(Manager, LineWorker, etc), then I merely need to implement a
different #displayString appropriate for each one. I don't need
some grand switch statement outside - that code simply does
something like this - here's the code that assigns a new text to a
label in class Label:
"Set the value for text. If you subsequently modify aValue, you will need to invoke this
method again in order to register the change with the receiver."
text := aValue.
text := text displayString.
width := nil.
Notice how it doesn't care what kind of text is being handed to it? It simply tells it to display itself, and lets that object handle the details (i.e., it reduces coupling). That's the part Vorlath misses; he wants the #displayString code to be all bunched up with the specifics of what kind of device is attached. Those are details that are irrelevant at this level.
Well, then he decides to come out strongly (again) against GC:
Then around 23:00, he starts talking about automatic memory management. While I agree that some automatic memory management is good if it's clear and concise such as the stack, Dan Ingalls offers no reasons other than it's easy to get it wrong and it doesn't say anything about the problem being solved. I can't believe a programmer would ever say such a thing. Perhaps he believes 640K will be enough for everyone too? Programming in general is easy to get wrong. By that notion, we should just give up entirely until we can get robots to do the programming for us. So the getting things wrong argument is bunk. The next thing he says is that it doesn't say anything about the problem being solved. Well, last I checked, memory is a resource. I can't think of anything MORE important than correct management of this resource. I've yet to see a GC that operates correctly. And if your data is so unmanagable that you can't keep track of it, you're doing something wrong. Sorry to all you out there that disagree, but if you can't keep track of your data, why should I expect you to do anything useful with it? So far, I haven't heard ONE good reason that would explain why automatic memory management is a requirement. This is just shameful all around.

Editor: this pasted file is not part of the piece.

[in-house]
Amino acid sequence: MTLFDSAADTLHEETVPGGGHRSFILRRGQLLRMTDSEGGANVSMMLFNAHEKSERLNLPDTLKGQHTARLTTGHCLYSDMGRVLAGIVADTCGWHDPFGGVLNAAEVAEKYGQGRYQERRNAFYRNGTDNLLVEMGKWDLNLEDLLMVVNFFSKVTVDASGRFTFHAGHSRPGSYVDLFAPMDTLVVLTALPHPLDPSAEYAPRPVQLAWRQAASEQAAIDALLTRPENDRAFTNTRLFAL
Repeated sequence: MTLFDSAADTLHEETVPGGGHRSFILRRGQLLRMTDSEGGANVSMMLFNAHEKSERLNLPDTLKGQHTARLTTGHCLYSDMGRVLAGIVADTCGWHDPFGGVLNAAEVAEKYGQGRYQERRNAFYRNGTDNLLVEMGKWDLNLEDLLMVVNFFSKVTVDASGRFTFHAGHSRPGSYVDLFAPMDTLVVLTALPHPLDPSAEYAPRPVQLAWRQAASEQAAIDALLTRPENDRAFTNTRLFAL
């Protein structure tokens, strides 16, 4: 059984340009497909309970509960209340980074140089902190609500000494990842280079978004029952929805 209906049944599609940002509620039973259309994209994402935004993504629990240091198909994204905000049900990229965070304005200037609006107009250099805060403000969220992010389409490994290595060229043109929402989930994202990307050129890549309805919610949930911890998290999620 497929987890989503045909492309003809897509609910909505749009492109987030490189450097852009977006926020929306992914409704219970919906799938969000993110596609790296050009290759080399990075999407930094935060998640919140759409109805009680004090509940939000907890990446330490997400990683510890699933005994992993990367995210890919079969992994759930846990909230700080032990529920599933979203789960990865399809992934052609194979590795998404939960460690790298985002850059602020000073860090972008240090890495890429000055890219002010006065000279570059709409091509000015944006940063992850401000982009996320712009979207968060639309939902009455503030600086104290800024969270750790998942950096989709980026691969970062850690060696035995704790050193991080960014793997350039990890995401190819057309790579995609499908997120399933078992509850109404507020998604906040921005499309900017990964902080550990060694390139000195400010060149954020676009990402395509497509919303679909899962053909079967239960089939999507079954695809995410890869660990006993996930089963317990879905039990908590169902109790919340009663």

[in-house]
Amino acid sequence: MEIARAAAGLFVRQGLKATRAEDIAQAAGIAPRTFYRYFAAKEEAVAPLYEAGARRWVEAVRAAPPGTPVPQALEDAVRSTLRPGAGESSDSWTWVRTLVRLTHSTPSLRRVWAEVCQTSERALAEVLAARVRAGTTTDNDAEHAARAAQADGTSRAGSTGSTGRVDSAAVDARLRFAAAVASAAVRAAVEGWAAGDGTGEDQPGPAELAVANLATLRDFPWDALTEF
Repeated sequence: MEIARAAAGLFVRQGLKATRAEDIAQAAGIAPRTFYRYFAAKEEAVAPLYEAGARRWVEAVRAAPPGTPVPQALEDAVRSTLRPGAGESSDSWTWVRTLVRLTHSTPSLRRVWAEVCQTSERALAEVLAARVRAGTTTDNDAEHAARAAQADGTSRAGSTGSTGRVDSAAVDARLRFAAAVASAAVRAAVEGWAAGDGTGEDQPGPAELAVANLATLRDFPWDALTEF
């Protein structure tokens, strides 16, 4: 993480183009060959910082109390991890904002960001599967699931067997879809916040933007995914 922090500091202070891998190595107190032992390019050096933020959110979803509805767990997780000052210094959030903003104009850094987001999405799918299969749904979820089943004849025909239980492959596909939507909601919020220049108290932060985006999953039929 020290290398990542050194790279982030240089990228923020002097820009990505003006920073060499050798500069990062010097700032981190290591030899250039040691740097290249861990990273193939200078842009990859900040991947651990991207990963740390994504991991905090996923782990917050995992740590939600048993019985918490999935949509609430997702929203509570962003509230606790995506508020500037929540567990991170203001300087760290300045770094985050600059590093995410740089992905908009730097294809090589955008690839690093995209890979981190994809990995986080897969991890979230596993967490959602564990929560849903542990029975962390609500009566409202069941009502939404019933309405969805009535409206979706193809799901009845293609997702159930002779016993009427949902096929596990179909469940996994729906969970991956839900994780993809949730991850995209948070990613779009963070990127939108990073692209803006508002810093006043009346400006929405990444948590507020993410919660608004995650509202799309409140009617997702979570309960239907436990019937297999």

There's no one memory management policy that is appropriate for all client and server systems. This fact drives Vorlath to state that the entire pursuit is meaningless. I might as well come out strongly against speed limits, since no one policy is useful for both city streets and the freeway. What you want is a system that will allocate more memory as you need it, and get rid of it f when you don't - within a set of guidelines that are appropriate to your deployment situation. Smalltalk systems allow for that level of control. In VW, we have a set of tuning parameters in two places:
- ObjectMemory, where we can set (amongst other things) the starting sizes of the various memory zones used by the VM
- MemoryPolicy, where we can change the policy used by the VM to allocate/collect
At the simplest level, you can do things like decide that your application should stay within a given range of memory usage, and set the policy appropriately. BottomFeeder does that (thanks to some nice policy code created by Terry Raymond). The developer may need to tweak those parameters specifically for a given application.
The point being, we don't need to throw our hands up in despair and go back to sharp rocks and pointed sticks. His point about being able to specify the outgoing interface makes no real sense to me; the developer presumably knows what set of objects he's dealing with, and designs accordingly.